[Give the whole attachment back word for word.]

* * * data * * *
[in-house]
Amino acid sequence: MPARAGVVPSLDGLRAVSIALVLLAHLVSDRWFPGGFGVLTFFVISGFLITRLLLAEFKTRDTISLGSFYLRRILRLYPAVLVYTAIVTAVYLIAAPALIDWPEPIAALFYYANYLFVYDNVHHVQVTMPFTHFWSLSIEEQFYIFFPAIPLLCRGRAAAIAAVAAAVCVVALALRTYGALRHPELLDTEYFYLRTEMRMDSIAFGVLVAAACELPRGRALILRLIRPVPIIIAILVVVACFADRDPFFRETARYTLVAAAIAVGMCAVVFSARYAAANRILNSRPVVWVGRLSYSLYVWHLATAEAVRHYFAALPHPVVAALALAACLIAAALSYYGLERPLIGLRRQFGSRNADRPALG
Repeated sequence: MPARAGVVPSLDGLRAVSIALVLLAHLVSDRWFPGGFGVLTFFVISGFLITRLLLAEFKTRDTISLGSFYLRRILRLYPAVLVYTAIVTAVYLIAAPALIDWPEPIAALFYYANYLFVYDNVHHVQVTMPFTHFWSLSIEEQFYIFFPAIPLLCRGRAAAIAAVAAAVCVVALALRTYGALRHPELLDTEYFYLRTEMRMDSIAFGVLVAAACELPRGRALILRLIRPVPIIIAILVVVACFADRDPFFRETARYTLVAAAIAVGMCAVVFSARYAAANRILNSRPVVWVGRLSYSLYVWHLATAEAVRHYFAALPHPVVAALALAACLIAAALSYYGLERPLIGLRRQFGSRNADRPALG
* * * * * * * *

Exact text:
[in-house]
Amino acid sequence: MPARAGVVPSLDGLRAVSIALVLLAHLVSDRWFPGGFGVLTFFVISGFLITRLLLAEFKTRDTISLGSFYLRRILRLYPAVLVYTAIVTAVYLIAAPALIDWPEPIAALFYYANYLFVYDNVHHVQVTMPFTHFWSLSIEEQFYIFFPAIPLLCRGRAAAIAAVAAAVCVVALALRTYGALRHPELLDTEYFYLRTEMRMDSIAFGVLVAAACELPRGRALILRLIRPVPIIIAILVVVACFADRDPFFRETARYTLVAAAIAVGMCAVVFSARYAAANRILNSRPVVWVGRLSYSLYVWHLATAEAVRHYFAALPHPVVAALALAACLIAAALSYYGLERPLIGLRRQFGSRNADRPALG
Repeated sequence: MPARAGVVPSLDGLRAVSIALVLLAHLVSDRWFPGGFGVLTFFVISGFLITRLLLAEFKTRDTISLGSFYLRRILRLYPAVLVYTAIVTAVYLIAAPALIDWPEPIAALFYYANYLFVYDNVHHVQVTMPFTHFWSLSIEEQFYIFFPAIPLLCRGRAAAIAAVAAAVCVVALALRTYGALRHPELLDTEYFYLRTEMRMDSIAFGVLVAAACELPRGRALILRLIRPVPIIIAILVVVACFADRDPFFRETARYTLVAAAIAVGMCAVVFSARYAAANRILNSRPVVWVGRLSYSLYVWHLATAEAVRHYFAALPHPVVAALALAACLIAAALSYYGLERPLIGLRRQFGSRNADRPALG